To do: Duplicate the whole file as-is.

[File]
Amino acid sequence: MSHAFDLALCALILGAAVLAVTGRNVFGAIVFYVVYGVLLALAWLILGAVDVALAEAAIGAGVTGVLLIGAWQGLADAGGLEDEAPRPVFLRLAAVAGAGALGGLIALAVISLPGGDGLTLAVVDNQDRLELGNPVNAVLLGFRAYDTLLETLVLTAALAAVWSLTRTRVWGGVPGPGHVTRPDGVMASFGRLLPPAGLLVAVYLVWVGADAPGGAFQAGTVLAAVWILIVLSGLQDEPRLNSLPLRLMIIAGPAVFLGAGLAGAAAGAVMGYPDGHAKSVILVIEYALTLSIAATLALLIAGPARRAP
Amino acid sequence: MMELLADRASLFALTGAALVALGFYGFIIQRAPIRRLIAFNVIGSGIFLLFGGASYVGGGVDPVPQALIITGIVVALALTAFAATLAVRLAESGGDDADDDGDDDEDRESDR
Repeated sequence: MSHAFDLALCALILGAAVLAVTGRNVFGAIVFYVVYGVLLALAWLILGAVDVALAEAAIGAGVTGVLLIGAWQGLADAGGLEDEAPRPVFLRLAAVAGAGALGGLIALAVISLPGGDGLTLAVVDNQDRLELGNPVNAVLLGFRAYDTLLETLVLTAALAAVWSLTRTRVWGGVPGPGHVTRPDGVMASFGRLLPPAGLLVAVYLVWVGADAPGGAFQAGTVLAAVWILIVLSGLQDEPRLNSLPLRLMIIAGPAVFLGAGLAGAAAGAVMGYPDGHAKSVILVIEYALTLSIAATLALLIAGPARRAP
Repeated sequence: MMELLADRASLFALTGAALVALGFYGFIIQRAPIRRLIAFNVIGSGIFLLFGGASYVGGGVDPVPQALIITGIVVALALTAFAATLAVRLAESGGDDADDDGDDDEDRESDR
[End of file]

Amino acid sequence: MSHAFDLALCALILGAAVLAVTGRNVFGAIVFYVVYGVLLALAWLILGAVDVALAEAAIGAGVTGVLLIGAWQGLADAGGLEDEAPRPVFLRLAAVAGAGALGGLIALAVISLPGGDGLTLAVVDNQDRLELGNPVNAVLLGFRAYDTLLETLVLTAALAAVWSLTRTRVWGGVPGPGHVTRPDGVMASFGRLLPPAGLLVAVYLVWVGADAPGGAFQAGTVLAAVWILIVLSGLQDEPRLNSLPLRLMIIAGPAVFLGAGLAGAAAGAVMGYPDGHAKSVILVIEYALTLSIAATLALLIAGPARRAP
Amino acid sequence: MMELLADRASLFALTGAALVALGFYGFIIQRAPIRRLIAFNVIGSGIFLLFGGASYVGGGVDPVPQALIITGIVVALALTAFAATLAVRLAESGGDDADDDGDDDEDRESDR
Repeated sequence: MSHAFDLALCALILGAAVLAVTGRNVFGAIVFYVVYGVLLALAWLILGAVDVALAEAAIGAGVTGVLLIGAWQGLADAGGLEDEAPRPVFLRLAAVAGAGALGGLIALAVISLPGGDGLTLAVVDNQDRLELGNPVNAVLLGFRAYDTLLETLVLTAALAAVWSLTRTRVWGGVPGPGHVTRPDGVMASFGRLLPPAGLLVAVYLVWVGADAPGGAFQAGTVLAAVWILIVLSGLQDEPRLNSLPLRLMIIAGPAVFLGAGLAGAAAGAVMGYPDGHAKSVILVIEYALTLSIAATLALLIAGPARRAP
Repeated sequence: MMELLADRASLFALTGAALVALGFYGFIIQRAPIRRLIAFNVIGSGIFLLFGGASYVGGGVDPVPQALIITGIVVALALTAFAATLAVRLAESGGDDADDDGDDDEDRESDR